DH: In the nineties, we had an NCAA problem. We had our scholarships limited for a few years. Our major violation was assistant coaches giving a couple of players car rides. But we went through that. UTEPs do go through that. Notre Dames don’t. That was a struggle. But we stayed competitive. In ’92 we went to the Final Sixteen. That was one of our last real good basketball teams. [Assistant coaches] G. Ray Johnson and Luster Goodwin did an outstanding job of recruiting in the years that we had limited scholarships. Are you conscious of being a tough act to follow?

DH: We had a lot of tradition. We won a lot of games. Our plan was always to have a good defense first and think about the other things second. I think Coach Gillispie is heading in that direction. This is a tough place to get players. Of course, a couple of the best basketball players I ever had were from El Paso. Jim Forbes played on the ’72 Olympic team. Gus Bailey played five years in the NBA.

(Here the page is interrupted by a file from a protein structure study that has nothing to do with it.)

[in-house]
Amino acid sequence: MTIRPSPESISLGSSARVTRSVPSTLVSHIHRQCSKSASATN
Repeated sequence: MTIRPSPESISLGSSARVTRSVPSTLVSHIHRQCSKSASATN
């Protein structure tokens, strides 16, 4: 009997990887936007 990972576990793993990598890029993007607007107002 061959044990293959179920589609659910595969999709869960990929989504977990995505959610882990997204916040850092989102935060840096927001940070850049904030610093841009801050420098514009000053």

But most of the time, the recruiting is tough. During a nine-year period I was fortunate enough to have Tim Floyd, who was a workaholic as far as getting us some extra nice talent. And we’ve been lucky. One of the first great players I had was Nate Archibald, and Nate was little. Not that many people wanted him. He turned out to be a great player. Jim Barnes—I’ll never forget, I spent my entire recruiting budget, which was $5,000, going back and forth to Cameron Junior College in Lawton, Oklahoma, and I did get him. Tim Hardaway was not that highly recruited and came to be a great player. Tim wasn’t a great freshman, but when he was a sophomore—I’d like to take credit for coaching him, for getting him better, but Tim got himself better, through work ethic. Every year he was a better player. Now there’s not that many players who want to work as hard in the off-season. Do you enjoy the games as a fan now?